Regardless of which method is used, both streaming and pan frying causes denaturing of the plant enzymes thus preventing oxidation of the polyphenols and hence preserving the tea’s ‘characteristic green colour.. This minimal processing also results in green tea retaining most of its nutritional properties, however it also has the shortest shelf life of any kind of tea. In contrast, black tea like other remaining tea types is not denatured, thus the enzymes are allowed to react with oxygen in the air causing the plant to oxidize. In addition, chlorophyll in the leaves are broken down by enzymes which has the effect of releasing or transforming the plant’s polyphenols and flavonoids.

Dried Black Tea Leaves

Dried Black Tea Leaves

The final stage which applies to all tea types involves crushing the tea into various shapes between two rollers. As we are focusing on black tea here, a detailed discussion regarding other types of fermented teas is out of the scope of this article. Suffice to say it is the differing lengths and degrees of the fermentation process that gives each fermented tea its own unique qualities and characteristics.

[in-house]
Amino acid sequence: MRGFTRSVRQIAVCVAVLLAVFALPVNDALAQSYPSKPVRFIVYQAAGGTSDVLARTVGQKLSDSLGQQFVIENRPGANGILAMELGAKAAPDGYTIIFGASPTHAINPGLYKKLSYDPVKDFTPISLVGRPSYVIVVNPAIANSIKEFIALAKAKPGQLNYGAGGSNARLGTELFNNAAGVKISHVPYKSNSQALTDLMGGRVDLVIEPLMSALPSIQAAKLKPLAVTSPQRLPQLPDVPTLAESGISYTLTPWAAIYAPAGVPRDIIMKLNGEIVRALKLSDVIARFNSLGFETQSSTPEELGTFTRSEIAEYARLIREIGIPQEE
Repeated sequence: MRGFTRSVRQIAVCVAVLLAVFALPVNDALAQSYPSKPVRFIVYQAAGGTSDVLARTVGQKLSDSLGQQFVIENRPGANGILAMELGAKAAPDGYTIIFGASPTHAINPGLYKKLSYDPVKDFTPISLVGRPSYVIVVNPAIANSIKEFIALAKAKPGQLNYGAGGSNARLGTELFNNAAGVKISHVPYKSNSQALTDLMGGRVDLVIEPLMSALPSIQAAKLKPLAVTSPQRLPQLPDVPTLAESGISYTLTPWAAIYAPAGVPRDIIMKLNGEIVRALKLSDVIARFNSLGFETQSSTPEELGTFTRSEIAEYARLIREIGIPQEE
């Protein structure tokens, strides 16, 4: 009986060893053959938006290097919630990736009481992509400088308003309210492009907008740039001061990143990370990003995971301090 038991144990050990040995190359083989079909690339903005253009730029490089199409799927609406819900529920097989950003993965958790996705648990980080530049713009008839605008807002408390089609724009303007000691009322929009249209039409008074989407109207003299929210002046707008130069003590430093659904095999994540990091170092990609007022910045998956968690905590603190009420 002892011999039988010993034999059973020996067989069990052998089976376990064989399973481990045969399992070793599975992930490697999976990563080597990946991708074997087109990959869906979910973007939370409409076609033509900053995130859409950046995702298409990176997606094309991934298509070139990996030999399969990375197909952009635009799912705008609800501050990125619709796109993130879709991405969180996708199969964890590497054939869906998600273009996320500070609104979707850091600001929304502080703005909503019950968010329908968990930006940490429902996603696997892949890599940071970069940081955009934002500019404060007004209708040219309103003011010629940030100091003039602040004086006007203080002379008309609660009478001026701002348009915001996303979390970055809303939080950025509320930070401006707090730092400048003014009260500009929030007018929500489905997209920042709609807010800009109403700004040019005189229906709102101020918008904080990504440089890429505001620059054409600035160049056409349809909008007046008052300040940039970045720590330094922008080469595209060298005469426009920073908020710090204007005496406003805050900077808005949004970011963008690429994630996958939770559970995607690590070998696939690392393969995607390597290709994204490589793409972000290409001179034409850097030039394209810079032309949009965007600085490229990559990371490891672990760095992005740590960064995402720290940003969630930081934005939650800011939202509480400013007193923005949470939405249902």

Health Benefits of Black Tea

Black tea has a lot of caffeine (a known dehydrator), hence some dispute its value as a substitute hydrator for pure water. Despite these concerns be assured the body will always maintain a net amount of water from drinking black tea.

Due to its caffeine content drinking a moderate amount of tea e.g 34 cups per day can slightly raise blood pressure, however this effect does not last for long, neither is it associated with any long term high blood pressure issues.

As with other varieties of tea there are decaffeinated versions of black tea, however studies have suggested that the while the process of decaffeinating tea is no cause for health concerns, it does reduce the amount of beneficial flavonoids present.